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Congress and lower federal courts, Lower federal courts, Federal court jurisdiction


Constitutional Law | Courts | Jurisdiction


Separation of powers in the federal government inevitably generates conflicts among the branches. In recent years the executive branch's authority to impound funds appropriated by Congress and to make war without congressional approval has been questioned. In earlier days debate raged over the Supreme Court's authority to nullify legislation passed by Congress. A recurrent example of this phenomenon has been the struggle between Congress and the judiciary over the scope of congressional control of federal court jurisdiction. The recent controversy over school busing has highlighted this problem. The problem is, however, neither novel nor peculiar to the busing issue. In considering the first judiciary act Congress debated the scope of its authority to regulate the jurisdiction of the federal courts. In the last twenty years unpopular decisions by federal courts, particularly the Supreme Court, have led to serious discussions of curtailing federal court jurisdiction.

After Brown v. Board of Education there was a movement to withdraw Supreme Court jurisdiction to hear school desegregation cases. During and after the McCarthy era, and perhaps in response to it, the Supreme Court conferred upon citizens what some felt to be unduly broad protection from legislative investigations. This prompted a proposal to curtail Supreme Court jurisdiction to review cases involving contempt of Congress, as well as cases involving state and federal regulation of subversive activities. After Reynolds v. Sims a bill which passed the House of Representatives would have withdrawn jurisdiction from the Supreme Court and the district courts to hear cases in which plaintiffs sought to force reapportionment of state legislatures. From 1953 to 1969 over 60 unsuccessful bills were introduced in Congress to curtail some aspect of federal jurisdiction. Today, because of a number of district court decisions ordering the busing of schoolchildren to overcome segregation, the issue of congressional dominion over federal court jurisdiction is again of vital national importance.

During the current controversy there have been two approaches to the subject of Congress' control of federal jurisdiction. The position taken most often in contemporary debate begins with the assumption that Congress has authority to abolish the lower federal courts. Since Congress has the power to abolish, this argument runs, Congress must have plenary control over inferior federal jurisdiction. Others have begun with the same assumption but feel that a resolution of the subsequent questions is not so easily achieved. Must Congress, they ask, to satisfy Article III, vest jurisdiction in some federal court to hear all cases within the federal judicial power? What are the limits on congressional control of Supreme Court jurisdiction? If Congress can remove an entire class of cases from the district court level, can Congress also limit the remedies available to a court once it is given jurisdiction to hear a case? Virtually all of those who have engaged in this contemporary debate, however, assume that Congress may abolish the lower federal courts.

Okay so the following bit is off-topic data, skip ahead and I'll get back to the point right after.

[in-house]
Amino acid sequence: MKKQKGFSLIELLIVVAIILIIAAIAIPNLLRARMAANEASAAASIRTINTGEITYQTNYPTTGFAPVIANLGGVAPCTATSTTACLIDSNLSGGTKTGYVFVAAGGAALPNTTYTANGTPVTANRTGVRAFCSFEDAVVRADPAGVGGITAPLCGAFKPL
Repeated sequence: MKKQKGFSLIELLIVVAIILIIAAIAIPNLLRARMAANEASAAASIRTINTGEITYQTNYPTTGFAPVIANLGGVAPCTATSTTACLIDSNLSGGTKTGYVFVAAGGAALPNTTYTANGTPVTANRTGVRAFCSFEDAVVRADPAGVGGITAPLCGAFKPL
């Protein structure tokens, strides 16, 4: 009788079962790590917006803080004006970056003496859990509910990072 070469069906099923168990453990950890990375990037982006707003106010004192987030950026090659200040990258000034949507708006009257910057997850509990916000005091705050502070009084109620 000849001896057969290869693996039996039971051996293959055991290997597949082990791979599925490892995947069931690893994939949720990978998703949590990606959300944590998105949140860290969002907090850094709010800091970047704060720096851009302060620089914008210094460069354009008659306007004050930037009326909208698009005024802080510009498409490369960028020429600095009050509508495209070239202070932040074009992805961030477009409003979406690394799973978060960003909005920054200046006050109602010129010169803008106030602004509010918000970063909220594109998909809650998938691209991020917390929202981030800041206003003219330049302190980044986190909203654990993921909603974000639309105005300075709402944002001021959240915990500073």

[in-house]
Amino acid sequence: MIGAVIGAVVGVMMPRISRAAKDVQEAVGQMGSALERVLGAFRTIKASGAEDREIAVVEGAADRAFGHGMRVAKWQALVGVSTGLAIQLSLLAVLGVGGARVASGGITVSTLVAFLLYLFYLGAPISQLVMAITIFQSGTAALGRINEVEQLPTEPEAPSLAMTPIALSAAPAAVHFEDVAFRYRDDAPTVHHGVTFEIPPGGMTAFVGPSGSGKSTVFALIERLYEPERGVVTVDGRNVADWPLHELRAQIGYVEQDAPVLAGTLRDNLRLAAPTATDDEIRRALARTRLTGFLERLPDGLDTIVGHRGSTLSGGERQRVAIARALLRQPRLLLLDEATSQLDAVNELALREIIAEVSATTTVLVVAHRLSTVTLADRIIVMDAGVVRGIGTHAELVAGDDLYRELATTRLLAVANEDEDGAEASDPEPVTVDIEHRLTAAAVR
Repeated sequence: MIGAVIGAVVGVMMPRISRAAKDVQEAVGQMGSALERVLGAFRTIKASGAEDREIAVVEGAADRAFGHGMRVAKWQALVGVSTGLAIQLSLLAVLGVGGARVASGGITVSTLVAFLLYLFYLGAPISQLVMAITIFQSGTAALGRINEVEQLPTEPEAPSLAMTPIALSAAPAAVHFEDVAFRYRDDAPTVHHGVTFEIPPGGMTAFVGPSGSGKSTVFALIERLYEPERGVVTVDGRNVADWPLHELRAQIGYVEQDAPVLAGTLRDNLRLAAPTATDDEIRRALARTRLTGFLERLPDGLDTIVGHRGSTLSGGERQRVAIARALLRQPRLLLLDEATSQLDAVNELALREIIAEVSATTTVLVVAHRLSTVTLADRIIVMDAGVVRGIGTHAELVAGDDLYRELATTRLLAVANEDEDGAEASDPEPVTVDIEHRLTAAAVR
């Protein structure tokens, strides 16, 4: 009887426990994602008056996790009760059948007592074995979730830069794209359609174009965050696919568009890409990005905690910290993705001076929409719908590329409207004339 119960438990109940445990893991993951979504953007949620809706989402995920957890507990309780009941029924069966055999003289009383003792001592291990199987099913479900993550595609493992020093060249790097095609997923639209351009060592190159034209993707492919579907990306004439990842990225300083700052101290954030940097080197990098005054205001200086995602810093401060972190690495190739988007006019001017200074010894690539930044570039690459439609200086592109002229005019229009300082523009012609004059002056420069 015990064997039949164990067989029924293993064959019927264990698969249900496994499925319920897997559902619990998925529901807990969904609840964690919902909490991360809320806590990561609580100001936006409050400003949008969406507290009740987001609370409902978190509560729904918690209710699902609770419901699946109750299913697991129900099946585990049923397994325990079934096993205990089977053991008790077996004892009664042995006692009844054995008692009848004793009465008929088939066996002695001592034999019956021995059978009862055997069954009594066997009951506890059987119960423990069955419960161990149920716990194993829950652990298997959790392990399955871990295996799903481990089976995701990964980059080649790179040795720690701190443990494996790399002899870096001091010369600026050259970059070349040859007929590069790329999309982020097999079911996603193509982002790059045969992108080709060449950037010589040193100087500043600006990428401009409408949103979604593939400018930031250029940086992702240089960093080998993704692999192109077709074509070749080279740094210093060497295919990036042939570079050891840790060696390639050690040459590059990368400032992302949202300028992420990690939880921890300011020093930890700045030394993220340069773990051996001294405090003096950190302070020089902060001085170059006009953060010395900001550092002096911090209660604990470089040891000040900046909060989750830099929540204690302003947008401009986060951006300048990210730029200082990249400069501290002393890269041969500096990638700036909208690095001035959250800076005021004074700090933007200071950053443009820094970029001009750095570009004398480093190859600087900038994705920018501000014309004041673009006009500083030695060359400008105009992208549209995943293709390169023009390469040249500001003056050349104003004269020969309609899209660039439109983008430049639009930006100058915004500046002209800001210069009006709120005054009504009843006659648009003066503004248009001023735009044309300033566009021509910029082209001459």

That such an important assumption should be unquestioned in the current furor over busing is surprising. Clearly it limits the range of argument open to those favoring broad mandatory federal jurisdiction. If the assumption is false, inquiry should be redirected to whether Congress may selectively withdraw jurisdiction to grant a particular remedy from district courts and to whether it may withdraw a particular case or class of cases from those tribunals.

This article will attempt to demonstrate that the premise that Congress may abolish the lower federal courts is false. Such courts may in the beginning have been a luxury for the young nation. Today they are almost as necessary as the Supreme Court in performing the functions given the federal judiciary in the Constitution. “The life of a nation” has come to depend in no small degree on these bodies and their too hastily assumed mortality should be a matter of general concern. If it is true, as I argue, that inferior federal courts may not be abolished, then resolution of the corollary questions of whether Congress can selectively curtail jurisdiction or resort to certain remedies is more difficult.

Publication Citation

Published in: Yale Law Journal, vol. 83, no. 3 (January 1974).